The concern today, said Galvin, is that the government's emergency draft plan gives conscientious objectors a miniscule window of opportunity -- about 10 days -- to claim their status before they are shipped off to boot camp. The key for conscientious objectors, he said, is to create an information packet far in advance of recruitment, a personal history of their moral objection to war. This should include a photocopy of their selective service postcard (complete with an anti-war comment written above the required personal data); proof of registration with a church, and support letters from parents, teachers or clergy.
Pacifism has taken a few knocks since Sept. 11, said McNeil. She cited an "incredible but not surprising" Sept. 25 Washington Post op-ed article in which Michael Kelly concludes that American pacifists are "objectively pro-terrorist" and "evil."
Such criticisms are not new. Conscientious objectors were imprisoned during World War I and interned in work camps in WWII. They are often beaten, spat on and labeled communists "or whatever current curse their detractors think is appropriate," said McNeil. The military is more accommodating to conscientious objectors today, but the center regularly gets calls from an Army recruiter who berates the group as evil and threatens violence.
"I spend a lot of time explaining to people that I know what I'm asking is tough," said McNeil. "War is a lot easier than what we are suggesting." She uses parenting as a comparison: It's a lot easier to spank children than to teach them right from wrong. But physical punishment fails in the long run, she said.
"Many of my constituents' beliefs are exclusively faith-based, in the sense that God said it, they believe it and that settles it. I share that view, but I also think that war doesn't work," she said. "People say pacifism doesn't work, either, but we haven't really given it a long-term try, have we?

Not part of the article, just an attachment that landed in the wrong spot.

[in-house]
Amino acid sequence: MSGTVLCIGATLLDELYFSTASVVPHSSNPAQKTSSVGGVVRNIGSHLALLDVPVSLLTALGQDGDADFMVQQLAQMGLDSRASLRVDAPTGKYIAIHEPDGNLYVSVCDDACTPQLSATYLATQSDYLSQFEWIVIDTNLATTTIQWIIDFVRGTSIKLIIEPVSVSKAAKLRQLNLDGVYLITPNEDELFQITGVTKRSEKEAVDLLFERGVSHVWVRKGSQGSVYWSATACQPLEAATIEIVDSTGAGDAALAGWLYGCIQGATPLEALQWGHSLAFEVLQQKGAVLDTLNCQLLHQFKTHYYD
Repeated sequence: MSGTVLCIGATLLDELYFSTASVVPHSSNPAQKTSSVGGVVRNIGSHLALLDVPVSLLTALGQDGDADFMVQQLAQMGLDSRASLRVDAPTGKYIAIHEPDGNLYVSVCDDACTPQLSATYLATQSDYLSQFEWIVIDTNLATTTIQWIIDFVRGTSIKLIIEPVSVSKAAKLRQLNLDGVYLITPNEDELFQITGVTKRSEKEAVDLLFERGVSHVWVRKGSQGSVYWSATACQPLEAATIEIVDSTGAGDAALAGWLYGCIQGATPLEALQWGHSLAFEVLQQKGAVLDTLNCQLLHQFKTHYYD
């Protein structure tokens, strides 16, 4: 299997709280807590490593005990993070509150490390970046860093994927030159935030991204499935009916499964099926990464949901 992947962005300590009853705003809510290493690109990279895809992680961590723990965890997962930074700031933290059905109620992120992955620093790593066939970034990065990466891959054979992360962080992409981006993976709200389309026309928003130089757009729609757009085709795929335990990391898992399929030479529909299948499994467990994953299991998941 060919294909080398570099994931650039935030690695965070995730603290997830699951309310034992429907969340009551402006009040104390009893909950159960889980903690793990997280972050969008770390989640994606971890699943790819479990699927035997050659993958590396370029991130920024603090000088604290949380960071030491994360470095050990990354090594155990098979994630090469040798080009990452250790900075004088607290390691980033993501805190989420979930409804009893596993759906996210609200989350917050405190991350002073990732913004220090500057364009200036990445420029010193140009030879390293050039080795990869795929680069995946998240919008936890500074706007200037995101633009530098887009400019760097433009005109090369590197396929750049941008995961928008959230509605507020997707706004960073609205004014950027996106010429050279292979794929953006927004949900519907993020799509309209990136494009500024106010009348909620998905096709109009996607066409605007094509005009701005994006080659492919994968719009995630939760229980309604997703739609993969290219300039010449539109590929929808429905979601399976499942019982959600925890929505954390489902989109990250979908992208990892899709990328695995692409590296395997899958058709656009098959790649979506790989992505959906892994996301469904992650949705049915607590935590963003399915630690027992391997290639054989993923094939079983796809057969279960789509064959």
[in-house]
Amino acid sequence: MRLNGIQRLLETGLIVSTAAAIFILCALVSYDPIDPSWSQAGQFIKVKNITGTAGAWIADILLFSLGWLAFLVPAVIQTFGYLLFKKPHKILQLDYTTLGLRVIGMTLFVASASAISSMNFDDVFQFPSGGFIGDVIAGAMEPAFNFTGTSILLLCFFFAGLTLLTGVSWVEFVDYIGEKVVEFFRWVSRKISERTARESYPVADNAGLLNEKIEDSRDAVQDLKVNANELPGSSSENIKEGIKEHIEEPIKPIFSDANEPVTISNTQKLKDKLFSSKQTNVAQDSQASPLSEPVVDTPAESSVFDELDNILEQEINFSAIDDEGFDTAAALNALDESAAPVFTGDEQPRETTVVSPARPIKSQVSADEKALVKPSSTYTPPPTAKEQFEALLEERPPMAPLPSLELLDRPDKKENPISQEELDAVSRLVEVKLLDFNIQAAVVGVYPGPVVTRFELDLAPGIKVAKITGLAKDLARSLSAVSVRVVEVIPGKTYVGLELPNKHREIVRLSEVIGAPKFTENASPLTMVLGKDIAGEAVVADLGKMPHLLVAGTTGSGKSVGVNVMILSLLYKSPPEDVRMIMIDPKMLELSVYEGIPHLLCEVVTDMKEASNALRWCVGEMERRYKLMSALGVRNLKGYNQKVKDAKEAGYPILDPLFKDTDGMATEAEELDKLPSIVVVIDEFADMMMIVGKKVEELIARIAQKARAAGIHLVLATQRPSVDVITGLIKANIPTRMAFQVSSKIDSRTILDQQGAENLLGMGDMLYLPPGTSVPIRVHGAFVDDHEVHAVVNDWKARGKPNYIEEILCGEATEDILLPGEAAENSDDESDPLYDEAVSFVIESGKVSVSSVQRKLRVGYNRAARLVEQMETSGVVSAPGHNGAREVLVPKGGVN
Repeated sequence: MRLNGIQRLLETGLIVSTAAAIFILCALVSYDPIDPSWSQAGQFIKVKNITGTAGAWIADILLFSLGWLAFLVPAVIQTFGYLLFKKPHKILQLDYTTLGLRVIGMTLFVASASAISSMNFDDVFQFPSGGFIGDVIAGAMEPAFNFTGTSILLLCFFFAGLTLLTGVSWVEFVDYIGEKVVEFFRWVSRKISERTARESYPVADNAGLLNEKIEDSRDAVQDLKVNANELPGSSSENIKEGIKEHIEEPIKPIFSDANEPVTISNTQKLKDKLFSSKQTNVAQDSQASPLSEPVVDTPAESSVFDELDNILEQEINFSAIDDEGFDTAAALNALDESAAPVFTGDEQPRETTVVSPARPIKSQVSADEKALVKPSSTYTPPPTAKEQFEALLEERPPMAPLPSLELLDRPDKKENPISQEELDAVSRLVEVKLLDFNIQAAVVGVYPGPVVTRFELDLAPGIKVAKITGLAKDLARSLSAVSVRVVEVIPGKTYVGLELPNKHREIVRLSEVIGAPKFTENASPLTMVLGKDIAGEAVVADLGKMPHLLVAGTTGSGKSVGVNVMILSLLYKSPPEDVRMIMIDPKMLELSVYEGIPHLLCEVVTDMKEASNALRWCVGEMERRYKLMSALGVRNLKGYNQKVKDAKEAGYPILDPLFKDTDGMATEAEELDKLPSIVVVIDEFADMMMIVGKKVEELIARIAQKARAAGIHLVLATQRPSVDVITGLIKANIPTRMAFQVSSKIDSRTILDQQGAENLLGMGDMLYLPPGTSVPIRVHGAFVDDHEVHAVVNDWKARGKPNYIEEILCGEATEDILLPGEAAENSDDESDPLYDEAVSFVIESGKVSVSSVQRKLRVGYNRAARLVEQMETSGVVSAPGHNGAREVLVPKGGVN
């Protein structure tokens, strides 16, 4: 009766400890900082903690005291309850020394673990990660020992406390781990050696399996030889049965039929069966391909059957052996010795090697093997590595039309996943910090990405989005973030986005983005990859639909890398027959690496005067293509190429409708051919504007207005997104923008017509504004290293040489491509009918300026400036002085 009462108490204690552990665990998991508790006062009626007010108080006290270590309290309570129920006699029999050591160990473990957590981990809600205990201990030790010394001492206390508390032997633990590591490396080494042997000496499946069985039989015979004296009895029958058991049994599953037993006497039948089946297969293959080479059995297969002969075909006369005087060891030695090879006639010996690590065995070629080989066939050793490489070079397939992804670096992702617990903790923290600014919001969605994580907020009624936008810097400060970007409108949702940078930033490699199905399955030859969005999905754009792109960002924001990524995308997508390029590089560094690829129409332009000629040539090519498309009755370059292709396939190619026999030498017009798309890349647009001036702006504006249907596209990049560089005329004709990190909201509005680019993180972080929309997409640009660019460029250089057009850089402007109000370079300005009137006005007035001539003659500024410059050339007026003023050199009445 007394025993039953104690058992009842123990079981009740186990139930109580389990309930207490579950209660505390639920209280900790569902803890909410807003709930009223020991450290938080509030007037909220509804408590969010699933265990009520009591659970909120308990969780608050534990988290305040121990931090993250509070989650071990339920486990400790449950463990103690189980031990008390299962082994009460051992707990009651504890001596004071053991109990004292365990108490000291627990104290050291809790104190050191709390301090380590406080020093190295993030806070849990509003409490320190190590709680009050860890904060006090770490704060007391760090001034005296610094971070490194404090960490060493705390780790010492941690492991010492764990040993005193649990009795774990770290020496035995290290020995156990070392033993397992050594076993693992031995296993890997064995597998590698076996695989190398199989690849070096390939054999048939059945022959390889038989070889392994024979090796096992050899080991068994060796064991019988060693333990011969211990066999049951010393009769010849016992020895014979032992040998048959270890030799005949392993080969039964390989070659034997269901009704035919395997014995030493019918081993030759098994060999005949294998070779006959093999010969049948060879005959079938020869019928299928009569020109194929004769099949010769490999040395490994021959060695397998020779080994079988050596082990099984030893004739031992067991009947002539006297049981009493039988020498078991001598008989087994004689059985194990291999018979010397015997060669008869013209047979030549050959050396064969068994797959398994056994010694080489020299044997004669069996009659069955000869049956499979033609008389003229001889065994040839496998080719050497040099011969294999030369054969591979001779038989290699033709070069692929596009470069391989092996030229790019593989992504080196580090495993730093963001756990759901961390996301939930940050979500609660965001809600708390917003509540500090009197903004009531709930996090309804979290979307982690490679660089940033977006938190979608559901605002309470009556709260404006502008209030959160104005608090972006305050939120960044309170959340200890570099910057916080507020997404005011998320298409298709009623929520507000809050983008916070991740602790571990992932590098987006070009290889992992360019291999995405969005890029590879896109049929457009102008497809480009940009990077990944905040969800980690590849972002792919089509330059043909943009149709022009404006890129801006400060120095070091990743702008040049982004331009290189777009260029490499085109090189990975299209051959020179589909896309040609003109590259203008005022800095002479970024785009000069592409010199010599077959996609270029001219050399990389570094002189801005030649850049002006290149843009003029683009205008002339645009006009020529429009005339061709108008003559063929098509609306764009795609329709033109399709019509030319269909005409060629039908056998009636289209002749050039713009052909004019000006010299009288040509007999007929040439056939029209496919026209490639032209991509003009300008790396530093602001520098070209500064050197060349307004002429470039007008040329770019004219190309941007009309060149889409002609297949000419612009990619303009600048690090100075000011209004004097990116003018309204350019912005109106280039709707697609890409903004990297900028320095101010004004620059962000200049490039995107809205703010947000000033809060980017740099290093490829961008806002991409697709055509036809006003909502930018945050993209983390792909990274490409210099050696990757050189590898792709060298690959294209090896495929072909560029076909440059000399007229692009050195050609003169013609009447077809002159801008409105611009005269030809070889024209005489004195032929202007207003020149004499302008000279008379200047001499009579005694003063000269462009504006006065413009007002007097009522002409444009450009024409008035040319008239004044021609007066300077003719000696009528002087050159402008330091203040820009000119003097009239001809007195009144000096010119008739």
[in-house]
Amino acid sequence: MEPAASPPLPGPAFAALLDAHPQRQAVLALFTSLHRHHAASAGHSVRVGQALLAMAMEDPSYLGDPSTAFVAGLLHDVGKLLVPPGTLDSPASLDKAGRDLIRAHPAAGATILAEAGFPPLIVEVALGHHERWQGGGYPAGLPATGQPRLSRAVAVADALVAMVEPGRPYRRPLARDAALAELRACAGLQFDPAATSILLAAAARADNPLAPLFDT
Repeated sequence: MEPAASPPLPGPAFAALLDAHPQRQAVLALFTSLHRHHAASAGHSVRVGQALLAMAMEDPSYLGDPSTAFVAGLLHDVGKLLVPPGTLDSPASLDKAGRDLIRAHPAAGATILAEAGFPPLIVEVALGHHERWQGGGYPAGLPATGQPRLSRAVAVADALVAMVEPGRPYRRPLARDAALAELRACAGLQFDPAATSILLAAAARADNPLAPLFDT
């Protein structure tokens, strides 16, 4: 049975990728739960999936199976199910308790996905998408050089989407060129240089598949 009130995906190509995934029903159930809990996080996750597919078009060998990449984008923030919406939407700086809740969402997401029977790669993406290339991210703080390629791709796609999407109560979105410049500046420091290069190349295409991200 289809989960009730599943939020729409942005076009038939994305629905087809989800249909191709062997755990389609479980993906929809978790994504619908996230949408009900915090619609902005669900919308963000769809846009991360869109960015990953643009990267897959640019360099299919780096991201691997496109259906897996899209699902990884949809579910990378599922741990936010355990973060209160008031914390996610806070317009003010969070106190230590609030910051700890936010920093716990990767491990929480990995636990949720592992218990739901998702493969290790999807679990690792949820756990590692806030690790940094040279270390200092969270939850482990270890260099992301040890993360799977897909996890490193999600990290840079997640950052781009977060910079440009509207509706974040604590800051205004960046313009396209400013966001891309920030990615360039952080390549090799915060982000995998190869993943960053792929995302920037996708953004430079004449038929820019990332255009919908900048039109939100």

"It's clear to me that we've been dealing with terrorism by trying to blow up whoever we think is a terrorist. And all we get are bigger, better and more effective terrorists," said McNeil. "It took centuries to get here. Hopefully it won't take centuries to learn war isn't an effective tool."
McNeil understands the risk of pacifist statements at times of national crisis. She has heard recent horror stories of arrest, harassment and beatings of those who have stood up to speak their conscience. "But if I'm not willing to stand up for what I believe in," she said, "I'm a poorer person."
Or as Galvin puts it, relating an ironic comment he's heard often of late: "The way some people are talking, you'd think Jesus was a pacifist."
Ian Jones is a freelance writer living in Arlington, Va.
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|Title Annotation:||Center on Conscience and War, United States|
|Publication:||National Catholic Reporter|
|Article Type:||Brief Article|
|Date:||Oct 19, 2001|